SALT LAKE CITY — Utah consumers could be in line for reimbursements under a nationwide settlement with Equifax after a 2017 data breach of the credit monitoring company.
More than 147 million Americans, including 1.2 million Utahns, were impacted by the massive breach. Equifax will pay more than $600 million to settle state class-action lawsuits and Federal Trade Commission investigations. Utah joined a coaltion of states that launched an investigation into the company.
“I’m pleased Equifax will take serious steps to protect and reimburse consumers, even if it comes only after one of the worst lapses of consumer data protection in our history,” said Utah Attorney General Sean Reyes.
Reyes said just the fear and uncertainty alone from the breach victimizes those whose data was compromised. Breached information included Social Security numbers, names, dates of birth, addresses, credit card numbers, and in some cases, driver’s license numbers.
“I’m hopeful this offers some measure of relief to Utahns whose lives have been disrupted or even more significantly damaged," he said.
Reyes urged Utahns affected by the breach to take advantage of Equifax’s agreement to pay for credit monitoring, identity theft protection and other measures and reimbursements.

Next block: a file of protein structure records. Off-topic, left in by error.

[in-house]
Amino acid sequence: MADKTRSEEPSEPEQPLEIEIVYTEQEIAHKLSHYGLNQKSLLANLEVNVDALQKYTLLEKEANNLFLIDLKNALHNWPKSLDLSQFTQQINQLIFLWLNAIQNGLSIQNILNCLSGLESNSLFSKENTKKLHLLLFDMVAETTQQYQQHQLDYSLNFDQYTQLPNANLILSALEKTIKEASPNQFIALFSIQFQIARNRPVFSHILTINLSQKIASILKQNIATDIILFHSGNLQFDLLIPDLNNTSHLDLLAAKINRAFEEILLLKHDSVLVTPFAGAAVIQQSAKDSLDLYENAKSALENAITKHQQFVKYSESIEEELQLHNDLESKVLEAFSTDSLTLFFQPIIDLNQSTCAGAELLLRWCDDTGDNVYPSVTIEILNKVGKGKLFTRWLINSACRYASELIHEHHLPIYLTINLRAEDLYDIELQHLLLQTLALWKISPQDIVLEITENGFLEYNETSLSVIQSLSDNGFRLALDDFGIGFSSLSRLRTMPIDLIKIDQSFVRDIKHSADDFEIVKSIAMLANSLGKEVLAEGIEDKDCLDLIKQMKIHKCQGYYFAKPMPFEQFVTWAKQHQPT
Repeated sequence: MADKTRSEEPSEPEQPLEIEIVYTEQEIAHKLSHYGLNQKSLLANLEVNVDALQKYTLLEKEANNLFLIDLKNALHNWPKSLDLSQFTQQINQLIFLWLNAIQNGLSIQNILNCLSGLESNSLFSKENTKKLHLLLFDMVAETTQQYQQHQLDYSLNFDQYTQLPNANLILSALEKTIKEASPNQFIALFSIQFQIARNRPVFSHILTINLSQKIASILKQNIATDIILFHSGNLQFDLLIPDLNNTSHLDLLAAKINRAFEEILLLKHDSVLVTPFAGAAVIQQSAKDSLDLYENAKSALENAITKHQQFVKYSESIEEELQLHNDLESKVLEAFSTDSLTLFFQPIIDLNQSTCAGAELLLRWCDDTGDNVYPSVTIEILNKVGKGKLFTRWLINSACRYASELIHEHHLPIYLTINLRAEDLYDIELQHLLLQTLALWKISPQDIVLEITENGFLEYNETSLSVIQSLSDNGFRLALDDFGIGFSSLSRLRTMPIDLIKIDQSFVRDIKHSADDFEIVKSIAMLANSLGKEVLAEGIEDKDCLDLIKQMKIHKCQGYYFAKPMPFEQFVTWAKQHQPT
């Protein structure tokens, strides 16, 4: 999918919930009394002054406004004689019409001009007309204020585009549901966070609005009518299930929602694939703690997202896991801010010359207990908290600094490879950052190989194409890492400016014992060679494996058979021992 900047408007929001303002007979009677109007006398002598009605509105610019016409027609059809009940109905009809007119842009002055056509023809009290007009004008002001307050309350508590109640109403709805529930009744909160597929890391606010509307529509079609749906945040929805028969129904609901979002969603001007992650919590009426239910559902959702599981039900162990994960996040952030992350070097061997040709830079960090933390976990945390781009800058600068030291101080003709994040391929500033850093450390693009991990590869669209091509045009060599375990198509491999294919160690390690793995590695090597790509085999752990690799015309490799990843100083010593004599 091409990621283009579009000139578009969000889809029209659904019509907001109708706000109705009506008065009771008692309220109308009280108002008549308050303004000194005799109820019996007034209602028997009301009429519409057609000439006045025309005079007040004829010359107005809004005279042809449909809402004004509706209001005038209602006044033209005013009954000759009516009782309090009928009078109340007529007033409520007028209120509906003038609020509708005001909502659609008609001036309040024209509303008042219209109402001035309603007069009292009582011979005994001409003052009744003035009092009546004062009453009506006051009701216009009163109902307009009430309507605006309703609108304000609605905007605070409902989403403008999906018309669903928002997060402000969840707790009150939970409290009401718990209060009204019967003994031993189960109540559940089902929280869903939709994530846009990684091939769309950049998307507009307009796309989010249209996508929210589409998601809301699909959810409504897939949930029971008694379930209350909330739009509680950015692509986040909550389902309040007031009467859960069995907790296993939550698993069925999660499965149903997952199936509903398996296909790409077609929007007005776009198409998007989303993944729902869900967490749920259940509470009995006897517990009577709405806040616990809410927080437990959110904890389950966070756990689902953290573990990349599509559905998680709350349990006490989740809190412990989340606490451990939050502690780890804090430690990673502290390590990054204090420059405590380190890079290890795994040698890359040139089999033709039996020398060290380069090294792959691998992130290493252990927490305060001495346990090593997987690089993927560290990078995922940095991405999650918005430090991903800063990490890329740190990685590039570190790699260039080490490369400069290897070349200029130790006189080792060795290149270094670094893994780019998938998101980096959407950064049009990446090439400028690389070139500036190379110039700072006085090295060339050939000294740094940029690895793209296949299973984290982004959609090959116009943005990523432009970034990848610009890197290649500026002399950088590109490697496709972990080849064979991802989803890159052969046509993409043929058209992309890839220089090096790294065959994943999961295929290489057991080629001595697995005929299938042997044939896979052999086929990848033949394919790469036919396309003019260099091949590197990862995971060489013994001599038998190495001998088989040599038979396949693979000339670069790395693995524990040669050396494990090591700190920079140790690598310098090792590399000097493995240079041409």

The settlement includes up to $425 million to help people affected by the data breach. Claims information may be found at www.ftc.gov/equifax-data-breach.
Equifax also agreed to pay the states a total of $175 million, including just over $1.4 million for Utah.
Consumers may be eligible for payments of up to $20,000 for time they spent remedying fraud or misuse of personal information or out-of-pocket losses. But CNBC reported that it mightbe difficult for them to collect.
Equifax CEO Mark Begor said several times on a conference call Monday that data connected with the breach has never been found for sale on the darknet. Instead, intelligence experts and security executives have told CNBC that the information was likely stolen by a foreign intelligence agency for spying purposes.
That means proving data was misused as a result of the breach will be a difficult fight, according to CNBC.
Equifax has also agreed to take steps to help consumers who are either facing identity theft issues or who have already had their identities stolen by making it easier to freeze and thaw credit and dispute inaccurate information in credit reports.
A multistate investigation found that the breach occurred because Equifax failed to implement an adequate security program to protect consumers’ sensitive personal information. Despite knowing about a critical vulnerability in its software, the company failed to fully patch its systems.
Equifax failed to replace software that monitored the breached network for suspicious activity. As a result, the attackers penetrated its system and went unnoticed for 76 days.